A walk across Michigan

By Linda O’Neill
Sun contributor

Seeking solitude, Ruth Rombaugh of Northport said goodbye to her family last May and stepped out on a 220-mile walk across Michigan. She would be spending the next three-and-a-half weeks making her solitary way from Empire to Oscoda along the Shore to Shore Trail on a journey of self-discovery. “

At 61, I wanted solitude to focus on the complex aspects of my own mortality, but the longer I hiked the less I dwelled on those issues and instead grew into an awareness of the brilliance and beauty of life around me,” she said.

“Long-distance hiking and camping have always been a joy to me,” beams Ruth. “When our son and daughter were pre-teens, our family ventured on a canoeing and camping trip on the Manistee River. Later, my 16-year old son George and I spent five exhilarating and exhausting weeks hiking the 300-mile Vermont Long Trail. We had 65,000 vertical feet to ascend due to the low valleys and high peaks. On another occasion, after participating in an Earthwatch study of the Costa Rican mannikin bird, I embarked on a weeklong trek through the tropical countryside. In more recent years, my husband Charles and I have delighted in guided walking tours through Iceland, Newfoundland, and Italy.”

The Michigan Trail Riders Association established its Shore to Shore Trail in 1962 to accommodate those aficionados wishing to cross the state on horseback. It sponsors two or three of these treks each year. Negotiations with the DNR and agreements with private property owners helped secure the acreage for this “linear park”. The trail is comprised of 12 sections, each of which is kept open by its own members committed to maintaining a clear and functional corridor. These volunteers also create and affix directional signage. Fortunately, hikers are welcome to enjoy this resource any time of year.

Ruth does not consider herself an athlete. Following 20 years of teaching middle school, she earned a PhD and spent 13 years in higher education, first at Cleveland State University and then at the University of New Mexico. Now retired, Ruth is more fully free to savor her love of solitude and the out-of-doors.

“Pre-planning for a long-distance hike is as important as the walk itself,” explains Ruth. “Prior to my cross-Michigan journey, I insisted that the re-supply points be searched out, identified, and agreed upon. My daughter Maja and son-in-law Doug LaForest scouted a baggage route paralleling the Shore to Shore Trail. This parallel path is used predominantly for delivering daily supplies to horse caravans of 20 to 30 people who are making nightly stops on their traverse of the entire 220 miles. For my hike, the nearby lane proved invaluable for logistics. My daughter Maja met me every two to three days at a pre-arranged juncture on this path to bring fresh food and clothing. At this point, I covered only eight to 10 miles a day because I was shouldering a backpack. For the final stretch, I sometimes cruised along at 20 miles per day. I had no need of a rucksack with my husband Charles setting up camp each evening in anticipation of my arrival.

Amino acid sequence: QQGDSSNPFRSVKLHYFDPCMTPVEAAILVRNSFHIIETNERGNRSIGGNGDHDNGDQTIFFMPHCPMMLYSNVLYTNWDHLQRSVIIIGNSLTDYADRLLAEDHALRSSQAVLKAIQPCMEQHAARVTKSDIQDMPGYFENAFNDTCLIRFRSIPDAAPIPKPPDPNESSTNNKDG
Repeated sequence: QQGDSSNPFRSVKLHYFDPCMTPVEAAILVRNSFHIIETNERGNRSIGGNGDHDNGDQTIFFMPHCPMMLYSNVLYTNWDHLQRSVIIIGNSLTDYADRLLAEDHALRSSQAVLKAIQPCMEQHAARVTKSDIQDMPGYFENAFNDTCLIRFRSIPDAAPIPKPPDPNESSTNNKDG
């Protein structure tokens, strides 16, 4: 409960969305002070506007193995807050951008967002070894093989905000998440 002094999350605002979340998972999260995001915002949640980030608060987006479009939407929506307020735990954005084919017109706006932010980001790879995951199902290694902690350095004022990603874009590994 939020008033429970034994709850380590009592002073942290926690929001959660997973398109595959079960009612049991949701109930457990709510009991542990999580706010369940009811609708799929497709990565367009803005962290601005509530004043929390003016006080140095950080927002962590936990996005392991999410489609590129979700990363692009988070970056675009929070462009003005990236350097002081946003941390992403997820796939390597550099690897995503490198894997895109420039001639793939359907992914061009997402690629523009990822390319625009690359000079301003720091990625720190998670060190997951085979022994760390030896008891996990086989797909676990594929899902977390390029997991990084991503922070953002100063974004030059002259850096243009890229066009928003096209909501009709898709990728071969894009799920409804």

On the Shore to Shore rail, Ruth meandered through vast untouched areas in the counties of Leelanau, Grand Traverse, Kalkaska, Crawford, Oscoda and Iosco. The terrain was fairly flat and also dry due to recent drought. It was unusually cold for May and black flies were absent. A lush canopy of trees enclosed long stretches of the trail. Conifers exuded a redolent turpentine vapor, which plays a vital role in cleansing the air. Near Kalkaska, wetlands predominated. On the second leg of the journey, the Au Sable River was visible through a screen of trees, fast moving and roaring, providing the pleasure of a range of river sounds. Osprey cut the air.

For much of her walk, Ruth had the solitude she craved. But not always. “Most days I could hike without seeing anyone,” she says. “But occasionally I did encounter people. Two gentlemen riding burros were quite a sight. Also, a large party on horseback passed me. Trail travelers were congenial and helpful and we thoroughly relished our time together.”

Each night, Ruth pitched her tent in an unobtrusive spot and ate a cold dinner. A small stove would have added unwanted weight to her 20-pound pack. “Having an adequate supply of water was the most crucial detail for me,” explains Ruth. By necessity, I carried all the water I needed from juncture to juncture, replenishing it fully each time I met my daughter Maja. Another challenge was staying warm at night. A substantial sleeping bag and dry long underwear that served as sleepwear kept the danger of hypothermia at bay.”

Because the trail is wide and fairly empty of vegetation, Ruth encountered few animals. One night, though, as she was falling asleep, a large animal was ominously pawing and stomping outside her tent. It may have been an elk protesting Ruth occupying its favorite bedding-down spot.

“For avid hikers,” offers Ruth, “I recommend Thru-Hikers Guide to America, a detailed account of 25 incredible trails, from those that can be completed in one week to others which require an eight-week sustained effort.” In the near future Ruth hopes to write her own guide of helpful hints for walking the Shore to Shore Trail.

“The beauty of long-distance hiking,” muses Ruth, “is that it brings life down to the elemental. Anxieties and worries fade. An inner quiet develops. Each morning I awoke with an outpouring of thankfulness. Rather than focusing on the end-point of my life, I found myself wholly engrossed in the present, drawing on my courage, curiosity, endurance and delight to celebrate this improbable adventure.”

In retrospect, would she do it again? “You bet! I plan to welcome my husband George on my next shore to shore walk, possibly this year.” With her joie de vivre Ruth will surely experience another memorable journey.